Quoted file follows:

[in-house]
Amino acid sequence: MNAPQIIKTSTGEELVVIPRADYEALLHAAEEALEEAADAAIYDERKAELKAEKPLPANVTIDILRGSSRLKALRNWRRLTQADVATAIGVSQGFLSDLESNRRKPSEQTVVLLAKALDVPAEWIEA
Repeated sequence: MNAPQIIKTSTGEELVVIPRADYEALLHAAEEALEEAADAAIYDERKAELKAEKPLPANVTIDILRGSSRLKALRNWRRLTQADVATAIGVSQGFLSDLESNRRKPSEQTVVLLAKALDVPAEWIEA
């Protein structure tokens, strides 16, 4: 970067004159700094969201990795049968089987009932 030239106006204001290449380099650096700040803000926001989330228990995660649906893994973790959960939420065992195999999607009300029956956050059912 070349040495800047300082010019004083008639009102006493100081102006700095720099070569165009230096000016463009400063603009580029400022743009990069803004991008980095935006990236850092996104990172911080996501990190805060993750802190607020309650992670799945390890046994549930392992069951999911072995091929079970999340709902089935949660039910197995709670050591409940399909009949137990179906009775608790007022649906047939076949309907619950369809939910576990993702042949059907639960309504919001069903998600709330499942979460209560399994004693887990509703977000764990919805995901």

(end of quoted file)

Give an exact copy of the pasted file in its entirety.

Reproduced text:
[in-house]
Amino acid sequence: MNAPQIIKTSTGEELVVIPRADYEALLHAAEEALEEAADAAIYDERKAELKAEKPLPANVTIDILRGSSRLKALRNWRRLTQADVATAIGVSQGFLSDLESNRRKPSEQTVVLLAKALDVPAEWIEA
Repeated sequence: MNAPQIIKTSTGEELVVIPRADYEALLHAAEEALEEAADAAIYDERKAELKAEKPLPANVTIDILRGSSRLKALRNWRRLTQADVATAIGVSQGFLSDLESNRRKPSEQTVVLLAKALDVPAEWIEA
């Protein structure tokens, strides 16, 4: 970067004159700094969201990795049968089987009932 030239106006204001290449380099650096700040803000926001989330228990995660649906893994973790959960939420065992195999999607009300029956956050059912 070349040495800047300082010019004083008639009102006493100081102006700095720099070569165009230096000016463009400063603009580029400022743009990069803004991008980095935006990236850092996104990172911080996501990190805060993750802190607020309650992670799945390890046994549930392992069951999911072995091929079970999340709902089935949660039910197995709670050591409940399909009949137990179906009775608790007022649906047939076949309907619950369809939910576990993702042949059907639960309504919001069903998600709330499942979460209560399994004693887990509703977000764990919805995901």